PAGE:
Reflecting on the preceptorship year
Rebecca Alexandra Manning explores her experience of a year-long preceptorship experience and what she knows now
The preceptorship year is a time of transition for a newly qualified midwife, aimed at providing a period of support as they transform from a student to a fully-fledged autonomous practitioner (Royal College of Midwives, 2022). Although programmes may differ, over the cause of 12 months, preceptees must follow a structured framework whereby training is undertaken, experience is gained and competencies are signed off by a preceptor. It has sometimes been referred to as the fourth year of studying (for direct entry midwives) and an extra year of being a student (for non-direct entry midwives), with the added bonus of getting paid.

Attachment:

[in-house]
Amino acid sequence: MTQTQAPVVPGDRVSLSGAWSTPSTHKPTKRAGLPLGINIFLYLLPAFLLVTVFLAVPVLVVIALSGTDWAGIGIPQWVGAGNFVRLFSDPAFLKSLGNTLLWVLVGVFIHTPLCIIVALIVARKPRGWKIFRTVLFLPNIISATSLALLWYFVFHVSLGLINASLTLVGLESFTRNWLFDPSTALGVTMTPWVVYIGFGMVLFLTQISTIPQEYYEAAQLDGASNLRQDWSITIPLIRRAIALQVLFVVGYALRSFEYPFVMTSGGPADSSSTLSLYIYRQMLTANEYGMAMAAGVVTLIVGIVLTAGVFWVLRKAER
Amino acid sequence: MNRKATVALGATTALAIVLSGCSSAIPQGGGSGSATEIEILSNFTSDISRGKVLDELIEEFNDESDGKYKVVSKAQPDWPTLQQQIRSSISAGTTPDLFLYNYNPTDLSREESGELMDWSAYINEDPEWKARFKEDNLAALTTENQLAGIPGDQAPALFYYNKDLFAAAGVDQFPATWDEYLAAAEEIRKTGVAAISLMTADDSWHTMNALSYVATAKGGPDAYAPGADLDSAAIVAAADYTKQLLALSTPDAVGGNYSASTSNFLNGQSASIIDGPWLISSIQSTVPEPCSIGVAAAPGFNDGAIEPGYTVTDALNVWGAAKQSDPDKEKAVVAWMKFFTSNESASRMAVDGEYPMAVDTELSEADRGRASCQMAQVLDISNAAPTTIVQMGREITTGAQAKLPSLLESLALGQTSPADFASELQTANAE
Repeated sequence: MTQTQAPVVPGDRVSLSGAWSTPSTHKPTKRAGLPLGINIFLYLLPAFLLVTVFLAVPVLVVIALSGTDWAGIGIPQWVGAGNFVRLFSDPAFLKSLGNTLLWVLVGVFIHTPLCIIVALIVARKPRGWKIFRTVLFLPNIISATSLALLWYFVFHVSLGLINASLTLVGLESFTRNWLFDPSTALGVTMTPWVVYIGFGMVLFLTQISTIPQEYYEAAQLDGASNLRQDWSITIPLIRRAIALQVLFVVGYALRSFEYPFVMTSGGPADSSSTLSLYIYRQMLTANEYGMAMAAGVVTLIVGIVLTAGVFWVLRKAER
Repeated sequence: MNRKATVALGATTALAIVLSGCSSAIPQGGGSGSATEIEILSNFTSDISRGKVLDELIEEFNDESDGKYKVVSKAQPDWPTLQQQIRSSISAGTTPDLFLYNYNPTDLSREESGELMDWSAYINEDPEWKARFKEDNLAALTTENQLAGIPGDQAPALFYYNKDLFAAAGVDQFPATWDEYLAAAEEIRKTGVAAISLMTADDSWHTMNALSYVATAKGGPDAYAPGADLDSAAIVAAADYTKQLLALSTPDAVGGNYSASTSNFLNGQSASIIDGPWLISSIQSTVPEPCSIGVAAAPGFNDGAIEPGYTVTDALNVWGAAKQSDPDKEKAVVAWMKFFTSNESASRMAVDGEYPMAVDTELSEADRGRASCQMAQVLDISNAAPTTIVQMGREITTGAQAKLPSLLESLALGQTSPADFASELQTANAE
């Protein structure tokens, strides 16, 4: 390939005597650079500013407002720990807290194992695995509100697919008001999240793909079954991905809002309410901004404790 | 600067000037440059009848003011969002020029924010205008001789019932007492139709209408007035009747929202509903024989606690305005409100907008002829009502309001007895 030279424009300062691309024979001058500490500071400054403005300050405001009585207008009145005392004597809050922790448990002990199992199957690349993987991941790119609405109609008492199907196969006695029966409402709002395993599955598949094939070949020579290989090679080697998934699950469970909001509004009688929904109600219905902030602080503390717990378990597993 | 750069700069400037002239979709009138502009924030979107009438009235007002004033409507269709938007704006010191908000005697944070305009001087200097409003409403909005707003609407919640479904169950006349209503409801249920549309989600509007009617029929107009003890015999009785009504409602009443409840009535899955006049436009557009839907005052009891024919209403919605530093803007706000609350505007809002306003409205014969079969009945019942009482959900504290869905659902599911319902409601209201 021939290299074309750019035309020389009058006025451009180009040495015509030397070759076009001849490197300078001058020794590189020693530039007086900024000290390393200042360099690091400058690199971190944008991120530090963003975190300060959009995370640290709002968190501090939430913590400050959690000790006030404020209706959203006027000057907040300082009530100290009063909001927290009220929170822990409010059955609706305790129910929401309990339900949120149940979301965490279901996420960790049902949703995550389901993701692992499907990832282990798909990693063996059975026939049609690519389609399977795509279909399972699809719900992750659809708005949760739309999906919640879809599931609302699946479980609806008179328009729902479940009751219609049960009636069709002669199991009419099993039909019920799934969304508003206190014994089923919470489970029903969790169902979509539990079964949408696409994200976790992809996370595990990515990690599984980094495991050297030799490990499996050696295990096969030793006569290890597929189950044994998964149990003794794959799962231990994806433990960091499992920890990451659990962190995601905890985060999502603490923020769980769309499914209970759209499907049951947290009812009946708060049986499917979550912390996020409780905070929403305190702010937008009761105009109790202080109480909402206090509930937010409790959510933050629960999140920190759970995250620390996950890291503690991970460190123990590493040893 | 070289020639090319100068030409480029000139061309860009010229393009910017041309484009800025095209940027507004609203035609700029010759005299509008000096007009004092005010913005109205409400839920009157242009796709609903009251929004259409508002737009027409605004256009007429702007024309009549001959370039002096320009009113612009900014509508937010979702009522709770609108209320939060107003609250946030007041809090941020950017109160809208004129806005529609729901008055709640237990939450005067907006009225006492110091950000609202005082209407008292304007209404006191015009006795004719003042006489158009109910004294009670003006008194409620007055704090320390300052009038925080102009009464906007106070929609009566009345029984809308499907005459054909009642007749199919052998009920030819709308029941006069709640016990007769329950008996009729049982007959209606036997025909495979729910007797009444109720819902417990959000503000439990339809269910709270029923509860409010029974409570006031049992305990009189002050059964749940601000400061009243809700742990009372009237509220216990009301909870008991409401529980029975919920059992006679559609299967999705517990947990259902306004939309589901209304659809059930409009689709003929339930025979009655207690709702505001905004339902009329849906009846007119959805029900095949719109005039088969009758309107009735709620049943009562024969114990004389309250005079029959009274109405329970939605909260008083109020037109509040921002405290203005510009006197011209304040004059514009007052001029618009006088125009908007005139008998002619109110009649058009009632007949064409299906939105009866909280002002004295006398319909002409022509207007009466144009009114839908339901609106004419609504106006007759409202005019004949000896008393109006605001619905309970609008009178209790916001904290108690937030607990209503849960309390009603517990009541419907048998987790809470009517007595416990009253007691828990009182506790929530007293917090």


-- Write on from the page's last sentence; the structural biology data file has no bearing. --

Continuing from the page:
I completed a direct entry midwifery training programme having previously achieved a Master's degree in biomedical sciences. My first of the 3-year degree programme was cut short by the COVID-19 pandemic lockdowns, which saw the end to hospital placements for 5 months and a switch to online learning. Although my university did their best to provide the required educational experience, it was challenging to acquire practical knowledge and skills.
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